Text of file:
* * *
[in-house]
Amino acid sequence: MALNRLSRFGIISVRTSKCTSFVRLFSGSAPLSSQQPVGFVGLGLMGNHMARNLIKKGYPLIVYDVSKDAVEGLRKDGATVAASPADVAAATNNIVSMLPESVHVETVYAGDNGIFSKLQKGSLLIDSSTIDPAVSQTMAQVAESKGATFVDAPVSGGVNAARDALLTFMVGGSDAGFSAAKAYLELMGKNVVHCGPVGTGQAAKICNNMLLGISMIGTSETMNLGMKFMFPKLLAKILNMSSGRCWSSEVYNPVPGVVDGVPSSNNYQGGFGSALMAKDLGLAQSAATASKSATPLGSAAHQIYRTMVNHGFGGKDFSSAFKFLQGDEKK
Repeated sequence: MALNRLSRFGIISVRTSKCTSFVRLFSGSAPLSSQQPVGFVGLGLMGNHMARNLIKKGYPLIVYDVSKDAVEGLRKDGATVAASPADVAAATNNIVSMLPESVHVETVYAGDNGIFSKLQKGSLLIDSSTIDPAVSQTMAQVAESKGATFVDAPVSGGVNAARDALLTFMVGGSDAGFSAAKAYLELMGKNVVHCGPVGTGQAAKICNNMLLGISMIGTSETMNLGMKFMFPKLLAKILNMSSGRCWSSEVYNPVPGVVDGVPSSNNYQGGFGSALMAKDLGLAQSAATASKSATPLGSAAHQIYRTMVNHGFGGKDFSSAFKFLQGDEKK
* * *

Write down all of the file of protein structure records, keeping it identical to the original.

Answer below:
[in-house]
Amino acid sequence: MALNRLSRFGIISVRTSKCTSFVRLFSGSAPLSSQQPVGFVGLGLMGNHMARNLIKKGYPLIVYDVSKDAVEGLRKDGATVAASPADVAAATNNIVSMLPESVHVETVYAGDNGIFSKLQKGSLLIDSSTIDPAVSQTMAQVAESKGATFVDAPVSGGVNAARDALLTFMVGGSDAGFSAAKAYLELMGKNVVHCGPVGTGQAAKICNNMLLGISMIGTSETMNLGMKFMFPKLLAKILNMSSGRCWSSEVYNPVPGVVDGVPSSNNYQGGFGSALMAKDLGLAQSAATASKSATPLGSAAHQIYRTMVNHGFGGKDFSSAFKFLQGDEKK
Repeated sequence: MALNRLSRFGIISVRTSKCTSFVRLFSGSAPLSSQQPVGFVGLGLMGNHMARNLIKKGYPLIVYDVSKDAVEGLRKDGATVAASPADVAAATNNIVSMLPESVHVETVYAGDNGIFSKLQKGSLLIDSSTIDPAVSQTMAQVAESKGATFVDAPVSGGVNAARDALLTFMVGGSDAGFSAAKAYLELMGKNVVHCGPVGTGQAAKICNNMLLGISMIGTSETMNLGMKFMFPKLLAKILNMSSGRCWSSEVYNPVPGVVDGVPSSNNYQGGFGSALMAKDLGLAQSAATASKSATPLGSAAHQIYRTMVNHGFGGKDFSSAFKFLQGDEKK